|Zdravka Majkic (ELTA Serbia): Escape rooms in English classes|
We are often confronted with students’ lack of interest in learning! What can be done to stimulate popularization of education and support the improvement of the quality of teaching? When teaching the grammar of the native or a foreign language (which is something students do not happen to particularly like) you must be a very creative teacher in order to motivate them.
The use of web-based tools, interactive boards and mobile phones enhances the level of student interest in classes since these teaching aids are closely related to their everyday needs. Mastery of specialized programming skills is not a requirement for using digital tools in teaching. All that is needed is the willingness to do it and a little bit of research. There are numerous web sites with content already adapted to students’ needs , so for those who desire to use their imagination and create their own educational resources, there is a wide range of options available.
With web tool Genially we can make great Escape rooms, and lead students through many adventures and make learning fun. When you use interactive pictures you can make not only English classes but interdisciplinary classes also with other colleagues. In this workshop some interesting ideas will be presented and participants will have opportunity to create their own class resource.
BIO: Zdravka is not only an English teacher but also an edu-enthusiast. She believes that working in a small rural school requires enthusiasm and perseverance to teach great things with little resources. She is an author and co-author of several published lesson examples in the Proceedings of Good Practice, where she showcased her pedagogical ideas. She was the finalist of the first Science on Stage Serbia festival, where she merged language and science. She is very digital competent and curates an online blog English corner as well as Instagram page zm.thequeen, where she scaffolds students to learn English with fun. She is also a co-author of the website “Let’s share knowledge” and the seminar “With a little effort to STEAM skills”.
Zdravka is author of numerous published articles about education, among them is article in education magazine K12 Digest. She was also awarded in Serbia for creating educational softvers for English classes.She has been delivering different workshops about educational games not only in her country but in other European countries also.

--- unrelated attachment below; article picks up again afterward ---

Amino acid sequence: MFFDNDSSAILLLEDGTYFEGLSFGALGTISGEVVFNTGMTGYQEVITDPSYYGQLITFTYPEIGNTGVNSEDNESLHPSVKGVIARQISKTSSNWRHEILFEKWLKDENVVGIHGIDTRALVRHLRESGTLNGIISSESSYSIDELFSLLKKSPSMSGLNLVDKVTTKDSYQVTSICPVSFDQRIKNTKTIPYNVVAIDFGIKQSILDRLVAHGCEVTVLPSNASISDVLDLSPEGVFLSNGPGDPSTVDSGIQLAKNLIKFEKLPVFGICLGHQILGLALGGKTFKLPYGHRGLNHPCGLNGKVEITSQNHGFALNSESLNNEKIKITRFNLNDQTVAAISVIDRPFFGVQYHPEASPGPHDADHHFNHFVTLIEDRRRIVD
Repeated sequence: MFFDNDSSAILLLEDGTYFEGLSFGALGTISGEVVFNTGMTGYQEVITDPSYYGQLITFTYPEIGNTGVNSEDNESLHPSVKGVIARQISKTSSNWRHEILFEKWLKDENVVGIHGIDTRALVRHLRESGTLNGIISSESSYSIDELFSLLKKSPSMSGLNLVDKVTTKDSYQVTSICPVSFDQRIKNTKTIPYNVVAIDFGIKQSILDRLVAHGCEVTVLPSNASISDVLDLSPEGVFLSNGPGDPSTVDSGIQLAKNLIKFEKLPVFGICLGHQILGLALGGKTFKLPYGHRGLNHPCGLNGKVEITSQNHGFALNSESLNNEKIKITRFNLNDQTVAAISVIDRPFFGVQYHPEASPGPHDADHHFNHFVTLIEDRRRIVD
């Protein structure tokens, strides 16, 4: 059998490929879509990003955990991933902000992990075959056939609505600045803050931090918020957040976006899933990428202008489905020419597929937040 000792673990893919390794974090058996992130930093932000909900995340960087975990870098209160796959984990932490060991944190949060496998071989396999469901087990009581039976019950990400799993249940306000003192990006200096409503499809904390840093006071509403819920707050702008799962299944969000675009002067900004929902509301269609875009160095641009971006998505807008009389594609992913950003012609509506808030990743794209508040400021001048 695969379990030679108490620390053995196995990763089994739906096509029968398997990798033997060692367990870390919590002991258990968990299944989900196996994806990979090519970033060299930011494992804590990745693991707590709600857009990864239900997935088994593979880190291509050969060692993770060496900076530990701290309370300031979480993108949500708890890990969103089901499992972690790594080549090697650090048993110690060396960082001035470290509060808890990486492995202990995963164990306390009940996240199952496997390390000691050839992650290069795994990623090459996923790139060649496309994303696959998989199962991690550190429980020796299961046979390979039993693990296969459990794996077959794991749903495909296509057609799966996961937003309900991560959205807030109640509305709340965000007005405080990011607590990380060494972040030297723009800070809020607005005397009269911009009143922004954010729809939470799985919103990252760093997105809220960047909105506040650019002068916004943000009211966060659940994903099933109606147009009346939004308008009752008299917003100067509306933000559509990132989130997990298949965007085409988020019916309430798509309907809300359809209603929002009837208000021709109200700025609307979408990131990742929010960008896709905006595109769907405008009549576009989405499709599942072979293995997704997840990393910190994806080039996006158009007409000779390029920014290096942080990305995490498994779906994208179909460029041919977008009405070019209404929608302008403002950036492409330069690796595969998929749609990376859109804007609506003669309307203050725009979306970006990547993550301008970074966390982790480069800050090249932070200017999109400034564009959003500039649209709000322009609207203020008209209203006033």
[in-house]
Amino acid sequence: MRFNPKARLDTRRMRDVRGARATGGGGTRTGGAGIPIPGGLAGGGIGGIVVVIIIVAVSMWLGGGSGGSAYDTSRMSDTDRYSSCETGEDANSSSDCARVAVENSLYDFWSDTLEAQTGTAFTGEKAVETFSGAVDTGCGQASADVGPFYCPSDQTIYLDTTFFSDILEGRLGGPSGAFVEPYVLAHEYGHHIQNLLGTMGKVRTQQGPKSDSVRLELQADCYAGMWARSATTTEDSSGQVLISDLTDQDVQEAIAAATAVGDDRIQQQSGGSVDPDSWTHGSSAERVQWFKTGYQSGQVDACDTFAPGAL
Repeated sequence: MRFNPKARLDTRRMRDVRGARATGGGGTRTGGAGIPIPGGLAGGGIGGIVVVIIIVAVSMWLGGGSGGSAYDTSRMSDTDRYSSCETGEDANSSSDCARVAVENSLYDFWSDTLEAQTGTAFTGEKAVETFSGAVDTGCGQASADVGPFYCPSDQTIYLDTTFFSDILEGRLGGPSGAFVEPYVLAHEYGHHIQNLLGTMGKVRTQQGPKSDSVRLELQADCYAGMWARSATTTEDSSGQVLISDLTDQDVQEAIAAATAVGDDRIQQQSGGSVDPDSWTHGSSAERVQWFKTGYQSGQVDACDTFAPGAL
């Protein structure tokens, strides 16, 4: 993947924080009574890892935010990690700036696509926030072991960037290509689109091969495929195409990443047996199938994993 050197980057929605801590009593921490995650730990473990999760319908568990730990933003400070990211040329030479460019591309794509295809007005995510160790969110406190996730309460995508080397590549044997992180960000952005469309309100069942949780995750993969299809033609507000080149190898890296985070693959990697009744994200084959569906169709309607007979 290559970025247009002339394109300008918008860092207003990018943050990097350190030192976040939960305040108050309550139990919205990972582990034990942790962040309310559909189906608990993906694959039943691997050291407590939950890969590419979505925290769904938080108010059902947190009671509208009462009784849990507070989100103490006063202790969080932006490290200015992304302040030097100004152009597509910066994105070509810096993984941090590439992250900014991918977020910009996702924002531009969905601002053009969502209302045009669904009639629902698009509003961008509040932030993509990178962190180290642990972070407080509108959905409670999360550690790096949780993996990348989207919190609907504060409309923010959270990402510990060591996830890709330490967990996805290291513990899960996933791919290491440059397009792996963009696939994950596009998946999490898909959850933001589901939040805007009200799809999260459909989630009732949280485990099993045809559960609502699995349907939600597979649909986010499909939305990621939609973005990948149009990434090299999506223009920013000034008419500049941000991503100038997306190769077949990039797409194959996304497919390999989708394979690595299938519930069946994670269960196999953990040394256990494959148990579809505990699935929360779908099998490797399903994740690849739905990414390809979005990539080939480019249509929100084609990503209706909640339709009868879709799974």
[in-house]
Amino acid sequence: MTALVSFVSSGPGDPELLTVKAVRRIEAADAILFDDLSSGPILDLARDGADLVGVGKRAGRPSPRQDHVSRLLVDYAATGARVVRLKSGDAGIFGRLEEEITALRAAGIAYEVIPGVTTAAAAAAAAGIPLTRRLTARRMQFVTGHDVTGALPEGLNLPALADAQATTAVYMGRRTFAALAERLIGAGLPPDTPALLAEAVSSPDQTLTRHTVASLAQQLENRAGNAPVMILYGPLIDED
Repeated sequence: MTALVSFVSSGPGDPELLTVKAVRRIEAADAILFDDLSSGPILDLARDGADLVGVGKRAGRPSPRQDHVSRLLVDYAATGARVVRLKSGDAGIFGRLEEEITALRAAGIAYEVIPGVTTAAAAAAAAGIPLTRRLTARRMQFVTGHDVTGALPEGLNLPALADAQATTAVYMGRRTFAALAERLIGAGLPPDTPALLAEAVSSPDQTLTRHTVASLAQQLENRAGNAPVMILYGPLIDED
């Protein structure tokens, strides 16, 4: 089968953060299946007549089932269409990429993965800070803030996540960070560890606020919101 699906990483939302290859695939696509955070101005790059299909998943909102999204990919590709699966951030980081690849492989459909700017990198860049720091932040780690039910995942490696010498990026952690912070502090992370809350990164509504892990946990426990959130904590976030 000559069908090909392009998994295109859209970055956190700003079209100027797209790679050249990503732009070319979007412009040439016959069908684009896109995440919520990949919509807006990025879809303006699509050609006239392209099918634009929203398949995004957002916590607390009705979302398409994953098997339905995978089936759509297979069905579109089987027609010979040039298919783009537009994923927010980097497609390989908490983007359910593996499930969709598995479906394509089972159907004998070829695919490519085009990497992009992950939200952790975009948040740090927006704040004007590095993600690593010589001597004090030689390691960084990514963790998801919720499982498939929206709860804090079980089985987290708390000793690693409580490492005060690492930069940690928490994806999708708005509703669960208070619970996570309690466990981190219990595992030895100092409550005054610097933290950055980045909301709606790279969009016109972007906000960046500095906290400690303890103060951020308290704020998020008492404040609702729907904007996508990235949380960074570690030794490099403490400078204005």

|3.00-3.45||George Kokkolis Papadopoulos (Express Publishing): Project-Based Learning in Primary Education|
It is widely considered that Project-Based Learning (PBL) is an effective learning strategy that not only helps learners develop a deeper understanding of topics but also to demonstrate a range of soft skills such as communication, collaboration, critical thinking and creativity that can be readily transferred into real life situations. A common misconception is that PBL can only be implemented successfully at higher levels. This session will examine the practicality of PBL at Kindergarten and Primary levels so that learners are exposed to vital skills and academic experience from an early age.
|||Judit J. Tóth & Réka Gulyásné Pusztai & Zsolt Patrik-Pirk: Developing Global Competences in the English Classroom|
In this interactive workshop you will have a chance to consider a few attitude questions from the 2018 PISA Global Competences test and learn about what “Global Competence” means. From our own practice, we will show you some modules of varying length and levels which aim to develop certain aspects of global competences. We will also brainstorm about how to develop such materials in your own teaching context.
Réka has been an English teacher for 27 years and currently she is an English teacher and teacher trainer at ELTE Radnóti Secondary School in Budapest. Her professional interests include using CLIL and developing students’ global competencies in the classroom. She is involved in an Erasmus+ project which focuses on sustainability. She has also been a member of the IATEFL-H committee and enjoys taking part in IATEFL-H conferences.